Retailers have responded to the digital consumer by trialing technology based innovations designed to personalize the shopping experience and make it more efficient.

Table 1

A service that enables a shopper to scan their shopping on a smartphone, pack their purchases as they go and keep a running total of spendings and savings. Payment can be made through a dedicated area in store; either paying on their smartphone or

paying in the normal way through a self checkout. 

This innovative technology will allow users the flexibility and choice over what to buy and when. 

Not unlike existing digital signage services, a small LCD or LED screen attached to the handle of a trolley can project to the ‘driver’ a streamed video, a digital image or digital media/animation. This enables promotions, advertisement and cross selling opportunities to be presented in real time, at optimal locations and can be triggered by various types of proximity sensor. 

Waitrose and Tesco’s have invested in trials of beacon technology. Beacons facilitate location-sensitive notifications and offers to be served to shoppers via their smartphone in-store. 

This enables the collection of data about customer shopping habits, providing the opportunity for retailers to send segmented, personalised messages to customers at the right time in the right location.

A race for convenience

Supermarket discount chain Aldi is outrunning its competition in expansion plans, even though it only stocks 2,000 items compared to 30,000 or more from its rivals. When examined with a hyper-relevant perspective in mind it is possible to see where the differences are and suggest a strategy to close the gap. What is it about the Aldi experience that makes it so successful? 

The lack of choice at Aldi means that stores are small and simply laidout. This means that cost reductions down the line can be passed on to their customers in real savings. For the customer the value lies is in a more efficient shopping experience and the cost savings. The lack of choice makes for easy purchase decisions, for example Tesco ranges 228 different types of air freshener and 28 types of ketchup, Aldi stocks 1(8). In terms of what consumers want a recent Cisco study revealed that 39%(9) percent of respondents identified greater efficiency in the shopping process as second after price. It’s clear that Aldi delivers on both. So, is it possible for a much larger supermarket to offer a similar experience that it’s customers will value? Yes. By developing a hyper-relevant marketing strategy.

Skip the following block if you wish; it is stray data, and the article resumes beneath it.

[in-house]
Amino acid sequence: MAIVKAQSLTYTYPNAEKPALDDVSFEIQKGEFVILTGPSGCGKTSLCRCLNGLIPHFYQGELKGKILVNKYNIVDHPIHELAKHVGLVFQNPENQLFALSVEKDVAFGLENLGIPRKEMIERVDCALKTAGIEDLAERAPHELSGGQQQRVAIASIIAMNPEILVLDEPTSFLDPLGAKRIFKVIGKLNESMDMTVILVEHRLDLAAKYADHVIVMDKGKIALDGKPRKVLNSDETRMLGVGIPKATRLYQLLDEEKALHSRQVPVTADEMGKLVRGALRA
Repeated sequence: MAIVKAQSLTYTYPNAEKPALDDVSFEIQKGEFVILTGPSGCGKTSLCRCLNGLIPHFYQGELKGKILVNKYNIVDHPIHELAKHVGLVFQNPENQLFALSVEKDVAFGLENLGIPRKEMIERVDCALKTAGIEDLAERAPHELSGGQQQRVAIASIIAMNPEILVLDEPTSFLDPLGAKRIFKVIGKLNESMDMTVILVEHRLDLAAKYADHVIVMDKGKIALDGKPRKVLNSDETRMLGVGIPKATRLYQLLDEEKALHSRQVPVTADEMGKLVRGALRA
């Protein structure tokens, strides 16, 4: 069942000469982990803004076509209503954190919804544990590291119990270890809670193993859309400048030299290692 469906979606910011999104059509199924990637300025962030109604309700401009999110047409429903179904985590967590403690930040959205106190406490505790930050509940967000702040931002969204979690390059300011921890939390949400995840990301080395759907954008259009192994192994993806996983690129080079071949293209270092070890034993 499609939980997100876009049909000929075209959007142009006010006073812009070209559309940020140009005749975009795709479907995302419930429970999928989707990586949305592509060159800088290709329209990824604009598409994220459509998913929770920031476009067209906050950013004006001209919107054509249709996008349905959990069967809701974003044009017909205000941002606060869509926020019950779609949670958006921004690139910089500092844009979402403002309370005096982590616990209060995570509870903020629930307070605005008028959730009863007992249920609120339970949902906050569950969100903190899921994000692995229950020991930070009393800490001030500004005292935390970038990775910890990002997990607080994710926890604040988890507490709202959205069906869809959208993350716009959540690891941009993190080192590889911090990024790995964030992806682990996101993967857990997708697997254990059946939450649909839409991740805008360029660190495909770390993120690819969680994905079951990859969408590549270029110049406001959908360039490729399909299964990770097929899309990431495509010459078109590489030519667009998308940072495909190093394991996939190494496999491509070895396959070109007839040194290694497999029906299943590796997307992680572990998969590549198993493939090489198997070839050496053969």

Gaps and Opportunities

Hyper-relevance implies delivering value - whether this is greater efficiency, savings or engagement throughout the shopping experience, be that online or in-store, in real-time.

Lack of Online – Offline Convergence
● In-store experiences don’t match the
convenience of online shopping. Stores are large
and time consuming to navigate, in-store it can
be difficult to compare prices and check
customer reviews.
● Online grocery shopping experiences lean
to larger weekly shops and don’t consistently
extend to in-between shops. This leaves the
customer relying on a number of retail
experiences to fulfil their household requirements.
Opportunity: Make top-up shopping more
convenient to increase loyalty.

 

Lack of contextual shopping experiences
● Online and offline shopping experiences
present customers with overwhelming choice,
there is room to personalise and curate product
choices to an individual based on their behaviour
online and instore.
● Existing app or loyalty rewards scheme are
personalised however, offers are not sent in
context with the real-time needs of the customer.
Coupons are often paper-based, easy to lose, and
price matching is offered as future-discounts.
Opportunity: Leverage data for relevant
instore and online offers to reward engagement.

 

Lack of recognition
● Data is available to analyse the customer
journey online, but there is a lack of dynamic data
to recognise the customer in-store from sensors,
beacons, smartphones, watches and even
wearables.
Opportunity: Hyper-relevance requires an
analytics-driven approach across the complete
customer journey, leveraging this big-data will
assist the customer to make decisions and the
retailer provide smarter supply chains.

 

Improving checkout and distribution
● Customers expectations are growing
faster than retailers are currently transforming
grocery payment, delivery and collection.
● Checkout queue lengths are